Put together At the moment for Emergencies and Disasters – Gettysburg Information

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The Department of Health today reminded all Pennsylvanians to take steps now to prepare for potential emergencies and disasters. 

“September is recognized as National Preparedness Month and the department wants to stress the importance of being prepared to ensure our fellow Pennsylvanians are ready to handle any potential emergency or disaster that could come our way,” Secretary of Health Dr. Rachel Levine said. “The rest of this year still holds uncertainty with COVID-19 and its related impacts. The best way to stay safe this fall is to prepare, stay alert, and stay calm.”  

This fall, students should give extra thought to the materials they need for a successful school year. It is important to include at least one extra cloth face mask and plenty of hand sanitizer in their backpacks. If a student is wearing a mask that gets wet or dirty, they should practice mask etiquette by taking it off and putting on a clean, dry mask. Then, place the wet or dirty mask in a plastic bag inside of their backpack and wash immediately when they get home.

Now is the time to update emergency and health plans. In the case of an early dismissal due to a COVID-19 positive case or other emergency, students should have the phone numbers of their parents or guardians in their backpack. Likewise, parents and legal guardians should have a plan for picking up children from school. Discuss a health plan with your family to make sure all of your doctor appointments and vaccines, including the flu vaccine, are up to date.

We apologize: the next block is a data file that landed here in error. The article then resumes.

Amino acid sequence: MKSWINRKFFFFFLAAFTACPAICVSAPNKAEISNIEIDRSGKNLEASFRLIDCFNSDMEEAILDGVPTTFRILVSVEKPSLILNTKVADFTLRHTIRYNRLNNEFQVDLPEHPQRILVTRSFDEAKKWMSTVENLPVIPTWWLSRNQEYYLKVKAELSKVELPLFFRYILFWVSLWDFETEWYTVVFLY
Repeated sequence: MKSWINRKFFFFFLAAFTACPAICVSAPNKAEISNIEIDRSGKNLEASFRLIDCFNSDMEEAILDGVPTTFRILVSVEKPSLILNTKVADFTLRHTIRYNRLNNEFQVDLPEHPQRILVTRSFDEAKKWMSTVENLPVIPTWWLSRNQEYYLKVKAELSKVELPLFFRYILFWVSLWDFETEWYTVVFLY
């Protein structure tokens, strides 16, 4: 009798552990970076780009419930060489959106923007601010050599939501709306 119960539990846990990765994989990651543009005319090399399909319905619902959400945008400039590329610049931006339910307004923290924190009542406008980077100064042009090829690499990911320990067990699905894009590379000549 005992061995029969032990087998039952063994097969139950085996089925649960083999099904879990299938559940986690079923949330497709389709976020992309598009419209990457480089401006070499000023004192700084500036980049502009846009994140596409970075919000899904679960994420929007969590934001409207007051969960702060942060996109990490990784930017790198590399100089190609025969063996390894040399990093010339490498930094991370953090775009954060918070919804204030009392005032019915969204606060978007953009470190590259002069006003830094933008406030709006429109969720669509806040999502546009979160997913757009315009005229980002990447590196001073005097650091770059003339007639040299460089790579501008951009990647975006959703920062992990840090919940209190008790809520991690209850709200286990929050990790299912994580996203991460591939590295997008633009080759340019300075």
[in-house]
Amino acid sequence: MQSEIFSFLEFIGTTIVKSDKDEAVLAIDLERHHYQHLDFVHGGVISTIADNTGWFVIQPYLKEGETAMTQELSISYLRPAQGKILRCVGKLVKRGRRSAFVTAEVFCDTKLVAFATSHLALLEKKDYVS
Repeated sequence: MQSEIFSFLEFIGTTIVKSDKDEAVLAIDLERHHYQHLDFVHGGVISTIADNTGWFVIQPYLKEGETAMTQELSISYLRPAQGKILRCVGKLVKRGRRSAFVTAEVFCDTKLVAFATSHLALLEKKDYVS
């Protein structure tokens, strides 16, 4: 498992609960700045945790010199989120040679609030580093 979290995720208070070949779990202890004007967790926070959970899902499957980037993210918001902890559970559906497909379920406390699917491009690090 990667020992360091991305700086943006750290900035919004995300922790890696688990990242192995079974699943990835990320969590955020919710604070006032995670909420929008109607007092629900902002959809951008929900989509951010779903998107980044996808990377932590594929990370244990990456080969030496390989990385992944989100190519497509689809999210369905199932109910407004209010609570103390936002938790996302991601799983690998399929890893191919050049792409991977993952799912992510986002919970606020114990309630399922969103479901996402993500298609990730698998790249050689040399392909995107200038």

As has been seen recently across the United States, parts of the country have dealt with significant flood and wind damage from numerous hurricanes, wildfires in the western part of the country and significant drought. There have also been increased health threats from counts of civil unrest demonstrations with large gatherings across the country. All of this has occurred amidst a nationwide pandemic. 

“The Pennsylvania Department of Health is prepared to handle any hazard, and even multiple hazards at once,” said Ray Barishansky, Deputy Secretary of Health Preparedness and Community Protection. “Working with other state agencies, including the Pennsylvania Emergency Management Agency, we are prepared to respond to COVID-19, natural disasters, man-made disasters and other hazards to protect Pennsylvanians. It is important for each of us to take steps to prepare for a potential disaster, and to teach our children how to prepare as well.”

Pennsylvanians face many different hazards from natural disasters such as flooding, winter storms, and summer storms to man-made disasters such as fires, hazardous material incidents, possible issues at nuclear power plant facilities and terrorist attacks. The department, along with the Pennsylvania Emergency Management Agency, has Emergency Preparedness Guides available on our website in English, large print English, Spanish, Chinese, German and Russian. 

Other ways to be prepared for an emergency or disaster include:

  • Learning CPR;
  • Learning first aid;
  • Checking your insurance policy to see whether it covers hazards such as flooding, earthquakes and tornadoes;
  • Knowing how to shut off water and gas at your home;
  • Having a family emergency plan;
  • Having a list of all medications you take;
  • Creating an emergency kit with enough supplies in case you lose power for three days;
  • Planning for those with access and functional needs in your home, such as infants, seniors, and those with intellectual and physical disabilities;
  • Planning for your pets and their needs; and
  • Having a family reunification plan, in case you must leave your home during an emergency.

For more information on emergency preparedness in Pennsylvania, visit the Department of Health website at www.health.pa.gov or follow us on Facebook and Twitter. 

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